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Photo: Ron Galella/WireImage/Getty Images.
If you weren't partying at Studio 54 in the '70s, you just weren't doing things right. And if you weren't wearing fitted Biba blazers and trousers, jumpsuits, tie-at-the-waist wrap dresses (created by Diane von Furstenberg in '72), or jersey halter ones (invented by Halston), well, you missed out on some of the most defining nightlife looks in history. Women like Bianca Jagger, Grace Jones (who had a party look all her own), and Liza Minelli set the precedent for a new age of nightlife that wasn't defined by just music or scenery — but by what you wore, too.
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Photo: Ron Galella/WireImage/Getty Images.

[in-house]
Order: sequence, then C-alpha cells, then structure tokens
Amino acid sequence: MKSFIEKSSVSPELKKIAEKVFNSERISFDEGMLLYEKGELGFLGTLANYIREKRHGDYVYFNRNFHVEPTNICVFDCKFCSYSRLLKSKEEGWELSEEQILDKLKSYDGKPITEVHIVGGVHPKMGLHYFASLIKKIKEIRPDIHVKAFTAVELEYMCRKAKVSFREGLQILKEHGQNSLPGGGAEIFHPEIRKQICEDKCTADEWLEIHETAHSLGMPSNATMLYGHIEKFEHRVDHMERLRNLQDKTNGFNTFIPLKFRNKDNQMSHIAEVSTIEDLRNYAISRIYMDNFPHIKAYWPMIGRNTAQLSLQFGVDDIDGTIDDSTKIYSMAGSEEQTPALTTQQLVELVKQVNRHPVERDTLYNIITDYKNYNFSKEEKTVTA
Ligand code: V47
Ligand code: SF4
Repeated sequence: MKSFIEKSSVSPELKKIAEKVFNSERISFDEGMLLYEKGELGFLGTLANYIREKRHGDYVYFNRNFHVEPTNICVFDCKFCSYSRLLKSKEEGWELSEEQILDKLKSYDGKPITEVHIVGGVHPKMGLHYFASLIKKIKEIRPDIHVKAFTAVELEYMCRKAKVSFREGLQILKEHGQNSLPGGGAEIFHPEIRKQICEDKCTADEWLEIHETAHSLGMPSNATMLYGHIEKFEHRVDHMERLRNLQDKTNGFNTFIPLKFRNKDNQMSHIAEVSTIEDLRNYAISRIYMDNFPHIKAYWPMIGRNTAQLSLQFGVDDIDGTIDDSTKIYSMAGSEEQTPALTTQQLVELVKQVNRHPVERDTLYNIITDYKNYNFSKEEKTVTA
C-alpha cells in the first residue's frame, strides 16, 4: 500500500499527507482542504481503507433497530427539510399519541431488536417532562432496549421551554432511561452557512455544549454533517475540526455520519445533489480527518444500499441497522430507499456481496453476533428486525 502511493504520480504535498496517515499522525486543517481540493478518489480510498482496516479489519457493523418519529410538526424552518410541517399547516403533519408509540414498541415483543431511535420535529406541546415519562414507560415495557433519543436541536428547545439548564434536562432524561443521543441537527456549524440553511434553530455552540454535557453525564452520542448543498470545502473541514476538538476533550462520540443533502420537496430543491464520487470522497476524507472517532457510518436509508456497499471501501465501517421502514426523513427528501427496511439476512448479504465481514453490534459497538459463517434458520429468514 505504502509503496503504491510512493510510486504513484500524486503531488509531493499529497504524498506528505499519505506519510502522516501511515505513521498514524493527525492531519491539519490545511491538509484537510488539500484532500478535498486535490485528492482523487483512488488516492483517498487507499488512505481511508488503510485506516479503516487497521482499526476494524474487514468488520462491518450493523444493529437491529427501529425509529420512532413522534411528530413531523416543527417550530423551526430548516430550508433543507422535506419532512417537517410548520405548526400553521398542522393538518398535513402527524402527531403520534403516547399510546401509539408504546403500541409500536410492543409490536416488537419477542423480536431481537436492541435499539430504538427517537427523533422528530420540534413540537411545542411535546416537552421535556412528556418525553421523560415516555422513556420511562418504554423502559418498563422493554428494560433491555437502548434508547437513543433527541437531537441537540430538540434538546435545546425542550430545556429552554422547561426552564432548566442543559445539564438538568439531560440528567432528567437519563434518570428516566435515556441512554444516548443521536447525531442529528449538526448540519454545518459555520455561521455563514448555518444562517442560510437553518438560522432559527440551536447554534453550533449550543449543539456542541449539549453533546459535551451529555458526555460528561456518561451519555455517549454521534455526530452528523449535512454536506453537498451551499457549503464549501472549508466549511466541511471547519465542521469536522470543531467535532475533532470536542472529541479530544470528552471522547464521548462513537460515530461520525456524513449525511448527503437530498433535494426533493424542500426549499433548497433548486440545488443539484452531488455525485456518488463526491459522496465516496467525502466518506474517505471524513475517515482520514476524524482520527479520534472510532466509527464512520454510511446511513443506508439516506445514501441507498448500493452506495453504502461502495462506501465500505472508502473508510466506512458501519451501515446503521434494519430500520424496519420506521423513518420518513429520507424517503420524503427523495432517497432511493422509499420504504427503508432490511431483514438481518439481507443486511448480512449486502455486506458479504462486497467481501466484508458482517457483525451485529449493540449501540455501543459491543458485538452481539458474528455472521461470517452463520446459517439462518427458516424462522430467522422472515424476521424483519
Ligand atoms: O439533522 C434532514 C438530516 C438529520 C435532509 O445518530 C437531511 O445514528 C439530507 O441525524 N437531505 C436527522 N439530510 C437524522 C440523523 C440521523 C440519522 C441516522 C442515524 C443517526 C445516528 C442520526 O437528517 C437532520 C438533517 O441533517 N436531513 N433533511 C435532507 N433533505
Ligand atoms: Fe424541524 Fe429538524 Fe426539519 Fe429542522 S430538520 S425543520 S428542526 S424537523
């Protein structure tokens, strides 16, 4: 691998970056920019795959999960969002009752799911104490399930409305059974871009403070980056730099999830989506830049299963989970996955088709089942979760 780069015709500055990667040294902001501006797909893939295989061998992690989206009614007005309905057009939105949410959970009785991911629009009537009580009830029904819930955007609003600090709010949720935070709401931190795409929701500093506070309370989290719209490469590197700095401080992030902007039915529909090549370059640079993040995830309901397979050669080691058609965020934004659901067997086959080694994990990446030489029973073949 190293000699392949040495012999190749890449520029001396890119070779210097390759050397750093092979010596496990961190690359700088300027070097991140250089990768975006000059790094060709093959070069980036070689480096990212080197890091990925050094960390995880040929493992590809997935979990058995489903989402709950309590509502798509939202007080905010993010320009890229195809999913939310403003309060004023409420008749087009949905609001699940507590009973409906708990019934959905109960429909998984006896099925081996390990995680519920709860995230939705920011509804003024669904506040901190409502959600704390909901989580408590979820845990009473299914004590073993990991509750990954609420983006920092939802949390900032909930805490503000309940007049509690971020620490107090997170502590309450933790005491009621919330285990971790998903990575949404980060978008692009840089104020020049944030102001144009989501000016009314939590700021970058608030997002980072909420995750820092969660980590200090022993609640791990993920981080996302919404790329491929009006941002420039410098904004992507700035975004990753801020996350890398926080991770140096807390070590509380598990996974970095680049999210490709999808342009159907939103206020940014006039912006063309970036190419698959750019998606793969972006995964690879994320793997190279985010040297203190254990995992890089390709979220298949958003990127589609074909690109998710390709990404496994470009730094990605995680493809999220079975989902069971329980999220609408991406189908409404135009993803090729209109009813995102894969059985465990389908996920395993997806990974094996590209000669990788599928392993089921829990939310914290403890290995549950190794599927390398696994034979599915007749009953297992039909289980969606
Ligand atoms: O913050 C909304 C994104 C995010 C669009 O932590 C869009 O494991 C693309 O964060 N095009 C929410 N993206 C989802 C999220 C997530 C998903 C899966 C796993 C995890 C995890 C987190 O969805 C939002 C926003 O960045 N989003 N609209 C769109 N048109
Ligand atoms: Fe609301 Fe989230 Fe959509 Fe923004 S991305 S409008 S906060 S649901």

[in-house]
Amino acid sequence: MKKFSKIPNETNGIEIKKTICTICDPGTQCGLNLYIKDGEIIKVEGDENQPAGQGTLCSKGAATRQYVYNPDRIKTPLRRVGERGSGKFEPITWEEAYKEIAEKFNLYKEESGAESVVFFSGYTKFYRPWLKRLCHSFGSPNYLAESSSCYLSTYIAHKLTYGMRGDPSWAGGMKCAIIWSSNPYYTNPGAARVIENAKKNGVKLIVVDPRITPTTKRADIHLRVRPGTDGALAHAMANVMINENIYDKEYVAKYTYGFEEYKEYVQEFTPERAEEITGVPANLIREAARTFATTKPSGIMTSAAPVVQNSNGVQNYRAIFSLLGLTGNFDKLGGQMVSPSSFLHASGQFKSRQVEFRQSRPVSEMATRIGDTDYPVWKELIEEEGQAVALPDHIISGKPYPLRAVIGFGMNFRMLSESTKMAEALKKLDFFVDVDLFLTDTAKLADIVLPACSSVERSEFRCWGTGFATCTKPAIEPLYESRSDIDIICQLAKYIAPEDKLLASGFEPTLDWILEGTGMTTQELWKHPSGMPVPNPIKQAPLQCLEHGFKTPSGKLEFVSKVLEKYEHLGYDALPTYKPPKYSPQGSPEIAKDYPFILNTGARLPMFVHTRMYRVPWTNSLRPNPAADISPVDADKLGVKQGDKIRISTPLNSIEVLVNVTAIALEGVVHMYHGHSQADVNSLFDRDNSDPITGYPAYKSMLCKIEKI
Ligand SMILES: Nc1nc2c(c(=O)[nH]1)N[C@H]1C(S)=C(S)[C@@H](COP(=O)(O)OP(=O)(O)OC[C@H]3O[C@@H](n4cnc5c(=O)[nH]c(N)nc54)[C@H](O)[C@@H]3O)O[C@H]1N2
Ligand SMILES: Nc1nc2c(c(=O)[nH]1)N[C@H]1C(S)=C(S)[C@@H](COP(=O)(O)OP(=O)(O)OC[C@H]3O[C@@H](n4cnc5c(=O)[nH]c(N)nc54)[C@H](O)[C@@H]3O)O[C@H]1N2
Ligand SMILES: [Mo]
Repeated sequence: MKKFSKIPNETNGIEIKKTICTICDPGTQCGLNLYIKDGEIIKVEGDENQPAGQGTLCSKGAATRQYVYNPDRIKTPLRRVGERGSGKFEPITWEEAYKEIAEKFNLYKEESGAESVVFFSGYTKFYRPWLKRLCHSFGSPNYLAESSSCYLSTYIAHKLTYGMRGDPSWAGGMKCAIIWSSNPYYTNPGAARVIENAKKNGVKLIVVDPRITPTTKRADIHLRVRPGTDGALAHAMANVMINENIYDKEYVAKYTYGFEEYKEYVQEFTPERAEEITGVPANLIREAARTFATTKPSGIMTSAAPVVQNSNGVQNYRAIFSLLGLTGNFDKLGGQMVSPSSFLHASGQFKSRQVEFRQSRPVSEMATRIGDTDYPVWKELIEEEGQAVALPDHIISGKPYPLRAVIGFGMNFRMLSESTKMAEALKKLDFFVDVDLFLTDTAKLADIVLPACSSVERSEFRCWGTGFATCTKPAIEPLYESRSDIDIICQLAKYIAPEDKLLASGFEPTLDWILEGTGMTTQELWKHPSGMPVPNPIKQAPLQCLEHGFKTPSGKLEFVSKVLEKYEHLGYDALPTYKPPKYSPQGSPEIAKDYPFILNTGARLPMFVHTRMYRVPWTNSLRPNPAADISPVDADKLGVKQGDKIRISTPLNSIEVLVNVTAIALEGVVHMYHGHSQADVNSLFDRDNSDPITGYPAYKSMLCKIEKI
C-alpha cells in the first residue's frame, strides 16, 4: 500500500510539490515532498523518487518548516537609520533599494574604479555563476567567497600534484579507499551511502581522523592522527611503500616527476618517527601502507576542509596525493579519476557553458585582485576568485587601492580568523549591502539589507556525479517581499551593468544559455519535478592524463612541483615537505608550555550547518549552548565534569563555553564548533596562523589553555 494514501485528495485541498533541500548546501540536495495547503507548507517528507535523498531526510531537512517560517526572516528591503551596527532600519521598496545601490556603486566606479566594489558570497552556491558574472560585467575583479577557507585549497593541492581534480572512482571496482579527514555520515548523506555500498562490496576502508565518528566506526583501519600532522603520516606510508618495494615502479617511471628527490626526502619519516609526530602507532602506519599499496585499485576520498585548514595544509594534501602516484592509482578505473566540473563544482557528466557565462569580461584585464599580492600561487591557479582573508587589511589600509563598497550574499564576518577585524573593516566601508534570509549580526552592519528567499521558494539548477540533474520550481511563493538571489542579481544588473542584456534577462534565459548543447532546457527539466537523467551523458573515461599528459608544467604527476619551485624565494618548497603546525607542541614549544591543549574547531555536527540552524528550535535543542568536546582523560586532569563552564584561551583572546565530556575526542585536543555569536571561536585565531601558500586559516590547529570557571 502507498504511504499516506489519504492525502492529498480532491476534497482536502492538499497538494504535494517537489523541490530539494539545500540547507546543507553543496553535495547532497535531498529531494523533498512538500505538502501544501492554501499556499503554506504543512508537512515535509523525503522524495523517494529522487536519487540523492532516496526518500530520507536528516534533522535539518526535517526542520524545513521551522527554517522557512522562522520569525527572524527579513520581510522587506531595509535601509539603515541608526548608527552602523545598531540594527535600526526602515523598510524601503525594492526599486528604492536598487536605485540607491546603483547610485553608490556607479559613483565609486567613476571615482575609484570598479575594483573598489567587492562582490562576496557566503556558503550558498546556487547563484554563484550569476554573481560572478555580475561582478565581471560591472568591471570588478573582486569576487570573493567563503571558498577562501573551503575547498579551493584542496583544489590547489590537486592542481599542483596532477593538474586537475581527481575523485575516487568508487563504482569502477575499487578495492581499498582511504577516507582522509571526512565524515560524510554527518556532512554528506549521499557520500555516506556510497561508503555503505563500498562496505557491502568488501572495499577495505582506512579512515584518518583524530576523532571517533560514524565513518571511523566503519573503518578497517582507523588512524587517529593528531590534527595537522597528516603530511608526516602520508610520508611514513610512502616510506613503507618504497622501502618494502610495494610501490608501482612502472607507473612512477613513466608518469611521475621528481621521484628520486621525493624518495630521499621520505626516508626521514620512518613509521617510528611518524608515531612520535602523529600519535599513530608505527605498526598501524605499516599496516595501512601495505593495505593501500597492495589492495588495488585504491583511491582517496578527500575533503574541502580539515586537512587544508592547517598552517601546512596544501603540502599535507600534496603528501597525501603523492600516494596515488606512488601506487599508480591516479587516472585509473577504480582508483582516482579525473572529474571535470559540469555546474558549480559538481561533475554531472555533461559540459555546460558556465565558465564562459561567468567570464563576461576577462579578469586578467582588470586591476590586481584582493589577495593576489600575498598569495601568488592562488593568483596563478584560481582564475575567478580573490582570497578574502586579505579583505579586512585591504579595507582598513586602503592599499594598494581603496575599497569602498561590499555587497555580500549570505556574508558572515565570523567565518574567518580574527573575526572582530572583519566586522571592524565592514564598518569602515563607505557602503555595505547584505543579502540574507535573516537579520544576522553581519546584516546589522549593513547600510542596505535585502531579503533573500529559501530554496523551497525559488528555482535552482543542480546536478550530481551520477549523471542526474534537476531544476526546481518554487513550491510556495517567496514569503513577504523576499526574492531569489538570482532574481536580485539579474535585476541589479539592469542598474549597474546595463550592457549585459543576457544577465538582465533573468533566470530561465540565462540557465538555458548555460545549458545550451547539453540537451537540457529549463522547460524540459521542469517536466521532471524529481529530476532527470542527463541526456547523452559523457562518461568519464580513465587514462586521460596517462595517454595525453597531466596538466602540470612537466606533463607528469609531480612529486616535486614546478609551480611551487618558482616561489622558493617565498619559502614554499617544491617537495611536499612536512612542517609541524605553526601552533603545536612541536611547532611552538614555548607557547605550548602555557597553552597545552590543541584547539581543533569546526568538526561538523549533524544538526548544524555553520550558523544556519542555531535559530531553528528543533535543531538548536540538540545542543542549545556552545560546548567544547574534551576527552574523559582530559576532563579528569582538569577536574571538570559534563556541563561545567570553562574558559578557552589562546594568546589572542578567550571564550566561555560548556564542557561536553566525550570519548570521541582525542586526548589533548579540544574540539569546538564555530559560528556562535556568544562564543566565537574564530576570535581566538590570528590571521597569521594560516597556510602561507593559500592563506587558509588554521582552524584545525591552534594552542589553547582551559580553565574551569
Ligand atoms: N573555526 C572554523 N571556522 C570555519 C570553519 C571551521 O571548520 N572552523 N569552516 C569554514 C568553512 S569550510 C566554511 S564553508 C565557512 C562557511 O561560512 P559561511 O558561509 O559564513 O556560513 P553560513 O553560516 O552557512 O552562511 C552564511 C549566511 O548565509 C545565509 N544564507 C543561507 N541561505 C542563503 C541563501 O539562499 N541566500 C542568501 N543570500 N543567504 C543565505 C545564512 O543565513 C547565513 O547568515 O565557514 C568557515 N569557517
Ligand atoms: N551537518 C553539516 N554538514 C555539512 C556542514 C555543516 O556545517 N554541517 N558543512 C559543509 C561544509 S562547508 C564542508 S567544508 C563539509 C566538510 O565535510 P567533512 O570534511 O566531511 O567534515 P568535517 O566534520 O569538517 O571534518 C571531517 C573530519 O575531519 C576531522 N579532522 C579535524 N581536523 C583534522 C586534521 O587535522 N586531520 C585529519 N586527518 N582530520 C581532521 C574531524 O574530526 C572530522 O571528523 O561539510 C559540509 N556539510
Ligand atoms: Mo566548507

If there's a motto that works best with '80s style, it's that bigger is always better: bigger hair, bigger shoulders, bigger everything. Pouf detailing, taffeta skirting, and rouching all over the place were huge (literally). These details were embraced by everyone from high schoolers going to prom to brides and red carpet celebrities, like Madonna and Paula Abdul.

Outside the dress area, hot pants, leotards, off-the-shouler tops, and oversized moto jackets became just as party-appropriate because people were on the go, and ready to get down at a moment's notice. Everything came in the brightest and boldest of colors, so whether the scene was a friend's basement or a black-tie soiree, a sartorial rainbow was almost guaranteed.
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Photo: PYMCA/UIG/Getty Images.